ant-dev mailing list archives

Site index · List index
Message view « Date » · « Thread »
Top « Date » · « Thread »
From j..@apache.org
Subject svn commit: r420763 - /ant/core/trunk/docs/manual/tutorial-HelloWorldWithAnt.html
Date Tue, 11 Jul 2006 08:38:59 GMT
Author: jhm
Date: Tue Jul 11 01:38:58 2006
New Revision: 420763

URL: http://svn.apache.org/viewvc?rev=420763&view=rev
Log:
* add <junit> + <junitreport>
* update reference to Log4J 1.2.13
* minor notes

Modified:
    ant/core/trunk/docs/manual/tutorial-HelloWorldWithAnt.html

Modified: ant/core/trunk/docs/manual/tutorial-HelloWorldWithAnt.html
URL: http://svn.apache.org/viewvc/ant/core/trunk/docs/manual/tutorial-HelloWorldWithAnt.html?rev=420763&r1=420762&r2=420763&view=diff
==============================================================================
--- ant/core/trunk/docs/manual/tutorial-HelloWorldWithAnt.html (original)
+++ ant/core/trunk/docs/manual/tutorial-HelloWorldWithAnt.html Tue Jul 11 01:38:58 2006
@@ -34,8 +34,8 @@
 be in <tt>src</tt> folder. All generated files should be under <tt>build</tt>,
and there
 splitted into several subdirectories for the individual steps: <tt>classes</tt>
for our compiled
 files and <tt>jar</tt> for our own JAR-file.</p>
-<p>The later directories are created by our buildfile, so we have to create only the
<tt>src</tt>
-directory. (Because I am working on Windows, here is the win-syntax - translate to your shell):</p>
+<p>We have to create only the <tt>src</tt> directory. (Because I am working
on Windows, here is 
+the win-syntax - translate to your shell):</p>
 
 <pre class="code">
 md src
@@ -66,16 +66,17 @@
 </pre>
 </p>
 
-<p>Creating a jar-file is not very difficult. But creating a <i>startable</i>
jar-file needs more steps: create a 
+<p>Creating a jar-file is not very difficult. But creating a <i>startable</i>
jar-file needs more steps: create a
 manifest-file containing the start class, creating the target directory and archiving the
files.</p>
 <pre class="code">
-echo Main-Class: oata.HelloWorld&gt;mf
+echo Main-Class: oata.HelloWorld&gt;myManifest
 md build\jar
-jar cfm build\jar\HelloWorld.jar mf -C build\classes .
+jar cfm build\jar\HelloWorld.jar myManifest -C build\classes .
 java -jar build\jar\HelloWorld.jar
 </pre>
 
-
+<p><b>Note:</b> Do not have blanks around the &gt;-sign in the <tt>echo
Main-Class</tt> instruction because it would 
+falsify it!</p>
 
 
 <a name="four-steps"></a>
@@ -87,7 +88,7 @@
 good practise to have a "clean" target, which deletes all the generated stuff. Many failures
could be solved just
 by a "clean build".</p>
 
-<p>By default Ant uses <tt>build.xml</tt> as the name for a buildfile,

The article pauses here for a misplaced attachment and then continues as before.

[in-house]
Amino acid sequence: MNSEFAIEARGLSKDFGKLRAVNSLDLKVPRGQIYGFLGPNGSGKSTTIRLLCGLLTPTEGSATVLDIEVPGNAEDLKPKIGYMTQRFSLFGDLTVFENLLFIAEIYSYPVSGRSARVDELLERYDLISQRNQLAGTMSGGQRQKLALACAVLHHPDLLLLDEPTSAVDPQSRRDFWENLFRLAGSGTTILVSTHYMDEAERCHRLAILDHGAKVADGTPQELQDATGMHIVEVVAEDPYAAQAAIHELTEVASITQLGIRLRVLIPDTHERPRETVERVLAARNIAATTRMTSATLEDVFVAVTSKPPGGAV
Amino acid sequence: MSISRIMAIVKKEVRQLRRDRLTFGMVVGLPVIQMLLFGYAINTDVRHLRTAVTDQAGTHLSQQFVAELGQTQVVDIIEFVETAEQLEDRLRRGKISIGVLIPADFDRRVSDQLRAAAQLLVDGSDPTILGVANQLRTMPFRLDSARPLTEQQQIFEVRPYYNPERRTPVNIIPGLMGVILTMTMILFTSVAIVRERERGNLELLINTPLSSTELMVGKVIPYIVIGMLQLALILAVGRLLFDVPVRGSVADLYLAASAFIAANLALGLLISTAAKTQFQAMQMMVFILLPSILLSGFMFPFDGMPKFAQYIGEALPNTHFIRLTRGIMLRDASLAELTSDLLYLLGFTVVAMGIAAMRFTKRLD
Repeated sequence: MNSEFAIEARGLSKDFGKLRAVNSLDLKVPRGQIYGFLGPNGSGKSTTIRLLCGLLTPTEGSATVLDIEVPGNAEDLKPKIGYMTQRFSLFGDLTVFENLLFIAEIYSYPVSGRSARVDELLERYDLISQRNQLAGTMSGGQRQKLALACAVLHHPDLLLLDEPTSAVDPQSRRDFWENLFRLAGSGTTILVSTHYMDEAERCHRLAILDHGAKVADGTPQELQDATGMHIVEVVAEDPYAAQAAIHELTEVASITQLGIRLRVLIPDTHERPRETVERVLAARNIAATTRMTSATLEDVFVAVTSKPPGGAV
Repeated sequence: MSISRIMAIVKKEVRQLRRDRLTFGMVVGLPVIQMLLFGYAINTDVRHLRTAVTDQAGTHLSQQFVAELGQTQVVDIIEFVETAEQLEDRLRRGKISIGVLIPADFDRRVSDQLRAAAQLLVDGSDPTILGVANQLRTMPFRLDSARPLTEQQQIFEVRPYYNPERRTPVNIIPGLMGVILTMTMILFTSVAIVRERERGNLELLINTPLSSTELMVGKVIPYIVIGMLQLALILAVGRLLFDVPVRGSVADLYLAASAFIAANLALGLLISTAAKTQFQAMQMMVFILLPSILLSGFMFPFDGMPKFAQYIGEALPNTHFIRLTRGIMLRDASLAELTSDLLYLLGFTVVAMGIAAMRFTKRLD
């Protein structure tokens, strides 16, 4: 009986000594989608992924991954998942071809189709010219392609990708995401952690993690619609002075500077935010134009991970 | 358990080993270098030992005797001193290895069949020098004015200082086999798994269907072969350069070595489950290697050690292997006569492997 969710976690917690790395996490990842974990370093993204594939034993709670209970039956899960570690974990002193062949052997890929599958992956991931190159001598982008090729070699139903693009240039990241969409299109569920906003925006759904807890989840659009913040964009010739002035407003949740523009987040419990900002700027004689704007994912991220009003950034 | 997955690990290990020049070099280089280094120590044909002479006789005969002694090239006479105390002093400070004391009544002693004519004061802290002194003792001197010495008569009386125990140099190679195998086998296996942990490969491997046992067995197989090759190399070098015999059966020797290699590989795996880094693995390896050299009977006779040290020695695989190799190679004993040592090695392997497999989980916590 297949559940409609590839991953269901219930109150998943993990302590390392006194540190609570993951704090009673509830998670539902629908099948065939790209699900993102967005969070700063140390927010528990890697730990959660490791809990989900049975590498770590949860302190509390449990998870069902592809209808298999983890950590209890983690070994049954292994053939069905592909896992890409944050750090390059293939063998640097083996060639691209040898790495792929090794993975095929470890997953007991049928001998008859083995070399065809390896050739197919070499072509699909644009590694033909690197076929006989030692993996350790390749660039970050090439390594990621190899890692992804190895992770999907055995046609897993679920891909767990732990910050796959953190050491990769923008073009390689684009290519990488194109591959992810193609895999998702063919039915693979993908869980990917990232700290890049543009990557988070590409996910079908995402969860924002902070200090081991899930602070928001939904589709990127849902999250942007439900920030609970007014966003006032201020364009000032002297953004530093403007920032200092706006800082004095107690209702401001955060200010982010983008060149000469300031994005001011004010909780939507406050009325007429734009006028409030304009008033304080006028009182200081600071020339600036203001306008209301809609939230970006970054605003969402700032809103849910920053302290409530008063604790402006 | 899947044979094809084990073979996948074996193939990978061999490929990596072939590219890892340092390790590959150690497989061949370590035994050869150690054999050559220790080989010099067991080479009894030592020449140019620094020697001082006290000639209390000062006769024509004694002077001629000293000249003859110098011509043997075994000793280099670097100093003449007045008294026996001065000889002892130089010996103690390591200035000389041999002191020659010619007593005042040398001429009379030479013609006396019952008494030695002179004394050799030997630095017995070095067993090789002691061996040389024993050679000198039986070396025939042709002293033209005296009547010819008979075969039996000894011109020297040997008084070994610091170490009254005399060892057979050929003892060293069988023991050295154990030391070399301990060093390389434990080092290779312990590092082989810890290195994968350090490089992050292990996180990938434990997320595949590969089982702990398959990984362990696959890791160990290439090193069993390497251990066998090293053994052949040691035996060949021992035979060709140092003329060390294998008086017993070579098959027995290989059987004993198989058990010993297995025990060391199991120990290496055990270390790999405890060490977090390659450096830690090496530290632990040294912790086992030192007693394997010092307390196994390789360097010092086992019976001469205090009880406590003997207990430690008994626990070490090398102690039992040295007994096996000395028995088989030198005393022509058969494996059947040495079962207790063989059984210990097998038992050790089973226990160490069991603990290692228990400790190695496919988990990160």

so our <tt>build.xml</tt> would be:</p>
+<p>By default Ant uses <tt>build.xml</tt> as the name for a buildfile,
so our <tt>.\build.xml</tt> would be:</p>
 <pre class="code">
 &lt;project&gt;
 
@@ -136,16 +137,16 @@
 <tr>
   <td valign="top"><pre class="code">
 md build\classes
-javac 
-    -sourcepath src 
-    -d build\classes 
+javac
+    -sourcepath src
+    -d build\classes
     src\oata\HelloWorld.java
 echo Main-Class: oata.HelloWorld>mf
 md build\jar
-jar cfm 
-    build\jar\HelloWorld.jar 
-    mf 
-    -C build\classes 
+jar cfm
+    build\jar\HelloWorld.jar
+    mf
+    -C build\classes
     .
 
 
@@ -154,15 +155,15 @@
   </pre></td>
   <td valign="top"><pre class="code">
 &lt;mkdir dir="build/classes"/&gt;
-&lt;javac 
-    srcdir="src" 
+&lt;javac
+    srcdir="src"
     destdir="build/classes"/&gt;
 <i>&lt;!-- automatically detected --&gt;</i>
-<i>&lt;!-- obsolete; runtime via manifest tag --&gt;</i>
+<i>&lt;!-- obsolete; done via manifest tag --&gt;</i>
 &lt;mkdir dir="build/jar"/&gt;
-&lt;jar 
-    destfile="build/jar/HelloWorld.jar" 
-    
+&lt;jar
+    destfile="build/jar/HelloWorld.jar"
+
     basedir="build/classes"&gt;
     &lt;manifest&gt;
         &lt;attribute name="Main-Class" value="oata.HelloWorld"/&gt;
@@ -170,19 +171,20 @@
 &lt;/jar&gt;
 &lt;java jar="build/jar/HelloWorld.jar" fork="true"/&gt;
   </pre></td>
-</tr></table>  
+</tr></table>
 </p>
 
-  
+
 
 <a name="enhance"></a>
 <h2>Enhance the build file</h2>
-<p>Now we have a working buildfile we could do some enhancements: many time you are
referencing the 
-same directories, main-class and jar-name are hard coded, and while invocation you have to
remember 
+<p>Now we have a working buildfile we could do some enhancements: many time you are
referencing the
+same directories, main-class and jar-name are hard coded, and while invocation you have to
remember
 the right order of build steps.</p>
 <p>The first and second point would be addressed with <i>properties</i>,